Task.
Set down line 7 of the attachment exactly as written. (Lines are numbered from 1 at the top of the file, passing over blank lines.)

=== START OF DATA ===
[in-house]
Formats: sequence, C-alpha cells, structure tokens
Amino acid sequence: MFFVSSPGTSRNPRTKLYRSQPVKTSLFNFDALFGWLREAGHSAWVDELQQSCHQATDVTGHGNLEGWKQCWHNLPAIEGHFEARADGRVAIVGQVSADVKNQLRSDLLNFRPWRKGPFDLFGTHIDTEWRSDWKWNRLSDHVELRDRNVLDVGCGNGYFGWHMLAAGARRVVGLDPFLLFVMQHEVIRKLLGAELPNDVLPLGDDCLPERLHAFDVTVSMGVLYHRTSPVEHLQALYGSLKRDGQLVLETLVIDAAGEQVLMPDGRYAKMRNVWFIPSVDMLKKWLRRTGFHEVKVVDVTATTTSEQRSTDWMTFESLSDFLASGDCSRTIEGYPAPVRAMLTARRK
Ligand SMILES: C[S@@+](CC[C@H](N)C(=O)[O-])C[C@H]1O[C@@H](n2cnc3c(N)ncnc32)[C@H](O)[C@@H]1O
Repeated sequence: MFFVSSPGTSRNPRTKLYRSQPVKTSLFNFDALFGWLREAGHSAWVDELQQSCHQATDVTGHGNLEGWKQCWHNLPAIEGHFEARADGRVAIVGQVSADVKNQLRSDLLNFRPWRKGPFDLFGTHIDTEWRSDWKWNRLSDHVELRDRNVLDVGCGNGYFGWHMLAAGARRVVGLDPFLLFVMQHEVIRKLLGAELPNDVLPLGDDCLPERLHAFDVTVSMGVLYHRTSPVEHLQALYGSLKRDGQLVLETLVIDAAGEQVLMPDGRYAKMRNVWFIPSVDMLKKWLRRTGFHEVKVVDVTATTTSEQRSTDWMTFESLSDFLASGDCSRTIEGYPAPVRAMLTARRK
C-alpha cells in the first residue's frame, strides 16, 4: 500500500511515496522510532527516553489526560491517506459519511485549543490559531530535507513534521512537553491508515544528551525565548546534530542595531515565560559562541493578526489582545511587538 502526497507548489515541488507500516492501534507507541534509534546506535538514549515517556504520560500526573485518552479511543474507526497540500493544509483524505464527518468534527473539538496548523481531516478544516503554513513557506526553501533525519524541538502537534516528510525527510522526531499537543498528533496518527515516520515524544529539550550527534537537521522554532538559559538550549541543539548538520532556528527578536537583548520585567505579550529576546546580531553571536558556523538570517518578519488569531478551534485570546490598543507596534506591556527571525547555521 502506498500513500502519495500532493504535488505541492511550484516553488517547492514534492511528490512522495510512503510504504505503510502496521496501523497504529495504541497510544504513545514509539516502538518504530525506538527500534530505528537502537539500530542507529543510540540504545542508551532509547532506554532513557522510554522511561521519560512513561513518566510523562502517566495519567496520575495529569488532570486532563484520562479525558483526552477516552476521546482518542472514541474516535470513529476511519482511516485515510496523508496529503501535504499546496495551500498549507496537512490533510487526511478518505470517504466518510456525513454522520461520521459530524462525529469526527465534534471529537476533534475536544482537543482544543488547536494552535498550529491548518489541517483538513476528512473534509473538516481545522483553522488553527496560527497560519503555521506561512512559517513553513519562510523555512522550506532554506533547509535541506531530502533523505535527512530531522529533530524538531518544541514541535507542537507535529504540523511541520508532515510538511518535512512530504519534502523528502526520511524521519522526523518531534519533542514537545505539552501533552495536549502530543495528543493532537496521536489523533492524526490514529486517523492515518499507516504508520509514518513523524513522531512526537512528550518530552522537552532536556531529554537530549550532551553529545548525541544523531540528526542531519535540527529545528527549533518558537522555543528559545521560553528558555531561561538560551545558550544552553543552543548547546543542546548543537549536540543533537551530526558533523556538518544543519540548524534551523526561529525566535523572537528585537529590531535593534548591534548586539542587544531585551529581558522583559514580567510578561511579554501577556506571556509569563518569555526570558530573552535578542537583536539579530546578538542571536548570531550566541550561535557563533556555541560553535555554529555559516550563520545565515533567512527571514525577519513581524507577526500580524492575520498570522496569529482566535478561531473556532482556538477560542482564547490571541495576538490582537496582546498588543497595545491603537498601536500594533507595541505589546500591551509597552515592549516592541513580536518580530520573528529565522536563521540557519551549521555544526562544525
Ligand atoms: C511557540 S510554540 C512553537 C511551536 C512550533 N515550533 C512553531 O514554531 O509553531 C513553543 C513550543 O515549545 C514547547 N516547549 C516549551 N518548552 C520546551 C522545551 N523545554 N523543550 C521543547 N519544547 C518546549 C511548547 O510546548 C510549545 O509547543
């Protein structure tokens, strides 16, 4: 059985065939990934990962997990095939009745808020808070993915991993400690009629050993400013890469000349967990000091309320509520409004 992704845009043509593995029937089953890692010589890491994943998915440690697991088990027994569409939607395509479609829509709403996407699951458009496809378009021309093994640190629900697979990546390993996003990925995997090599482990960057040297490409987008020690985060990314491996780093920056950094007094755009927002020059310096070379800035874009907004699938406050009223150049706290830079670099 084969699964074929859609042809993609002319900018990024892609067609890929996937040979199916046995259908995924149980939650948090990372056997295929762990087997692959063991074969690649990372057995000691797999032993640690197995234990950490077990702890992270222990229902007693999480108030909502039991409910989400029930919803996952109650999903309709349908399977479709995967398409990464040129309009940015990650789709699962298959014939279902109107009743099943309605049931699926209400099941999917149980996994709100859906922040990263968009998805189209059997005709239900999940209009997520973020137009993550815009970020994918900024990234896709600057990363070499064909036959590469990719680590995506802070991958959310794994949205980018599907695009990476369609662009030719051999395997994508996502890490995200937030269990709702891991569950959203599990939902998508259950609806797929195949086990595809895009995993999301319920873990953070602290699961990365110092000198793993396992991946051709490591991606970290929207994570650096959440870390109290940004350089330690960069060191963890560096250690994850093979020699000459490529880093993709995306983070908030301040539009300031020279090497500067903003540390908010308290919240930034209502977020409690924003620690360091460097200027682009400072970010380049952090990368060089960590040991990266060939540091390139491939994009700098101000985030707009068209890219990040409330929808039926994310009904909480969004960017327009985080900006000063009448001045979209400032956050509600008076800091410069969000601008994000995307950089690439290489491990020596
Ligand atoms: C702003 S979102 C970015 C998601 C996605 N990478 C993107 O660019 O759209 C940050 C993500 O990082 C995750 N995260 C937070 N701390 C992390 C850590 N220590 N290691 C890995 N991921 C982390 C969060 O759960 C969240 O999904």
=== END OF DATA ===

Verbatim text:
Ligand atoms: C511557540 S510554540 C512553537 C511551536 C512550533 N515550533 C512553531 O514554531 O509553531 C513553543 C513550543 O515549545 C514547547 N516547549 C516549551 N518548552 C520546551 C522545551 N523545554 N523543550 C521543547 N519544547 C518546549 C511548547 O510546548 C510549545 O509547543